From Gm To Cisco In Just Four Decades

Market-cap rankings tell the story of industrial evolution

Need proof that the New Economy is more than just a millennial buzzword? Take a good look at the top 25 companies ranked by market capitalization at the end of the '60s, '70s, '80s, and '90s. Anyone wondering what "creative destruction" is all about need look no further.

More than just a lesson in the rise and fall of some of Corporate America's biggest names, these rankings also give clues about social and economic changes. In the '60s, Avon Products Inc. was hot, tapping the spending potential of millions of housewives. So was Polaroid Corp., whose instant photography was a marvel of the time.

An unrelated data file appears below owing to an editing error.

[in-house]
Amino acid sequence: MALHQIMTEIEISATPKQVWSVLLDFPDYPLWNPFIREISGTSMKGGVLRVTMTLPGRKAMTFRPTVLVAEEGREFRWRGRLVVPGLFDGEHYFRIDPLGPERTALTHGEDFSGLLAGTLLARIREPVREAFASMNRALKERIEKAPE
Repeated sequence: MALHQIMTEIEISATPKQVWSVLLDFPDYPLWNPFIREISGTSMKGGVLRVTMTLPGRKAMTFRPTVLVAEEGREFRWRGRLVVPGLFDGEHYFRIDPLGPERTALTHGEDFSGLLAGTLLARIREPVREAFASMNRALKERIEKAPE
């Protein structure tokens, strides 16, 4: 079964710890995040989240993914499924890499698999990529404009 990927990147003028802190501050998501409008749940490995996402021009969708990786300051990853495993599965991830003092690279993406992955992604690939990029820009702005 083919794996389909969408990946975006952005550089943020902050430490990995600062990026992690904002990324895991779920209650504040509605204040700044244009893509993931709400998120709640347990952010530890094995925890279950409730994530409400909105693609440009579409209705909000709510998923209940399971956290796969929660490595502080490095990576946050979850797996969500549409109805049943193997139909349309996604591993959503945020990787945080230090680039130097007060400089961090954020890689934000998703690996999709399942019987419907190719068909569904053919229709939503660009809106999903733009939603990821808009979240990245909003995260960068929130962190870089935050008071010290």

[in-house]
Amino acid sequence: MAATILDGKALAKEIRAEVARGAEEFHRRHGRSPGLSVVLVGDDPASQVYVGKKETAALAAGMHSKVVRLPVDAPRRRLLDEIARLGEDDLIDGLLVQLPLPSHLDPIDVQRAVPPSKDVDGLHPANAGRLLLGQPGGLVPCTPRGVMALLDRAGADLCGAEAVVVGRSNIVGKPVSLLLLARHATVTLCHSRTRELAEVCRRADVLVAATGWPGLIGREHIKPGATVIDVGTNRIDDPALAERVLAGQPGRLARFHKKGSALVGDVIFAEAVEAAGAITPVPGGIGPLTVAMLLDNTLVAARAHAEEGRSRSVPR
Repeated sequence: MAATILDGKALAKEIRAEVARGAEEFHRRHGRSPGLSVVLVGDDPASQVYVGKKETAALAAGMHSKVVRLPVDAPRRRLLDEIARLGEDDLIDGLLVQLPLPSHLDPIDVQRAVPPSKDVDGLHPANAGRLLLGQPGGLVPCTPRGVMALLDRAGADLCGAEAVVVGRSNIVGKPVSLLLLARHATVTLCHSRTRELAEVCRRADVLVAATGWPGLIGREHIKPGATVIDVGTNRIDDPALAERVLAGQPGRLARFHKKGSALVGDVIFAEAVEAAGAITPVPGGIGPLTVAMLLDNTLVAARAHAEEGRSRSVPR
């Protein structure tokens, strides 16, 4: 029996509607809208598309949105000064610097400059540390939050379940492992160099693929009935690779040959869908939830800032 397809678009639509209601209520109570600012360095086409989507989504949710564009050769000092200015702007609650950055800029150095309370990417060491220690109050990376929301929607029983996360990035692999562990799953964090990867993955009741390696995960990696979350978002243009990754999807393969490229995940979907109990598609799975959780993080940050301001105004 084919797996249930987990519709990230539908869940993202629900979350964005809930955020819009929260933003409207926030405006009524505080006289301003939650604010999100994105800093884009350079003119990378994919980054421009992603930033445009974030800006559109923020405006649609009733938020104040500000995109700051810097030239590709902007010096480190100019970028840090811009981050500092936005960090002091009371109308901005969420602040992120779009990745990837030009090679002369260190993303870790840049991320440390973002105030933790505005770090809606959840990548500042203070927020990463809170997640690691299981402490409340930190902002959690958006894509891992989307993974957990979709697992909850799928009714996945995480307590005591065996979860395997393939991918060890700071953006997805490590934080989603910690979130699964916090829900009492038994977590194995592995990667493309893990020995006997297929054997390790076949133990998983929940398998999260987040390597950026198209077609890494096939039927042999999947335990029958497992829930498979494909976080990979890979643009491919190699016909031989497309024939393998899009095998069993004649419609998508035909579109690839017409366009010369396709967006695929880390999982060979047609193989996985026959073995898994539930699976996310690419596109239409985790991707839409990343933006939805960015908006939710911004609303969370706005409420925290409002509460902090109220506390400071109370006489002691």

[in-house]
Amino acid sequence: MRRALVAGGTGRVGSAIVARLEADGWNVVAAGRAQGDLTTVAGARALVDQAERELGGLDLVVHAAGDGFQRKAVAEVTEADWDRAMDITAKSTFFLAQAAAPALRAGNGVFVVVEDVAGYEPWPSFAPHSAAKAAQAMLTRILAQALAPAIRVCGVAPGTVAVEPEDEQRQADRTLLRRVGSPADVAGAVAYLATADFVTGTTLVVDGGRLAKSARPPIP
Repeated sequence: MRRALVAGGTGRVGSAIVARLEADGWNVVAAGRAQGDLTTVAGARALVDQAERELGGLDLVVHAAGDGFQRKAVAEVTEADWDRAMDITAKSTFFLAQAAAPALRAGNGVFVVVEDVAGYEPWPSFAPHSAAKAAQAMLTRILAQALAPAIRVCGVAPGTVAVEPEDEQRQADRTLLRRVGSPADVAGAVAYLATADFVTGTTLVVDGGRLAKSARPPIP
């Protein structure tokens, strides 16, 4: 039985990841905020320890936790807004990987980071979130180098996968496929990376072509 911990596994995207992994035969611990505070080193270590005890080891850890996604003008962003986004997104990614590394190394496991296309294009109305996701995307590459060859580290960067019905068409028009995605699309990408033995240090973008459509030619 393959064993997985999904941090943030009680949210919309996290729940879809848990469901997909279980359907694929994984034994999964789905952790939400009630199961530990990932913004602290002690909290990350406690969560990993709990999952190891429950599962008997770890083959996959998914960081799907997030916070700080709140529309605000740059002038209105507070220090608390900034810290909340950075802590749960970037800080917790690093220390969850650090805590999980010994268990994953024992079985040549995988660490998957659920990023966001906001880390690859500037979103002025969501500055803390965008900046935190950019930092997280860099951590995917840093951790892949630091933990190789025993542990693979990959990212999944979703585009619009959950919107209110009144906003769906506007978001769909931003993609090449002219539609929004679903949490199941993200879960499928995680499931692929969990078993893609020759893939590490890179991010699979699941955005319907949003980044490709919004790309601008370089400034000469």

Fast forward a decade. IBM remained at the top, but Xerox Corp. was the only other '60s tech stock to hang in. By 1979, Big Oil ruled. Even oil service companies Schlumberger Ltd. and Halliburton Co. were in the top 25. By the end of the '80s, oil was out, and technology--especially telecom--was rising.

Now, no surprise, information technology reigns. Microsoft Corp. is the world's most highly valued company. No. 11-ranked America Online Inc.'s market cap of $169 billion is more than quadruple that of the '60s premier heavyweight, IBM--unadjusted for inflation, of course. Six-year-old Yahoo! has made the list--even as Old Economy icons General Motors Corp. and Ford Motor Co. fell off. The only companies to remain among the top 10 in all four decades: IBM, Exxon, General Electric Co., and AT&T. But where will they be in 2009?

Before it's here, it's on the Bloomberg Terminal.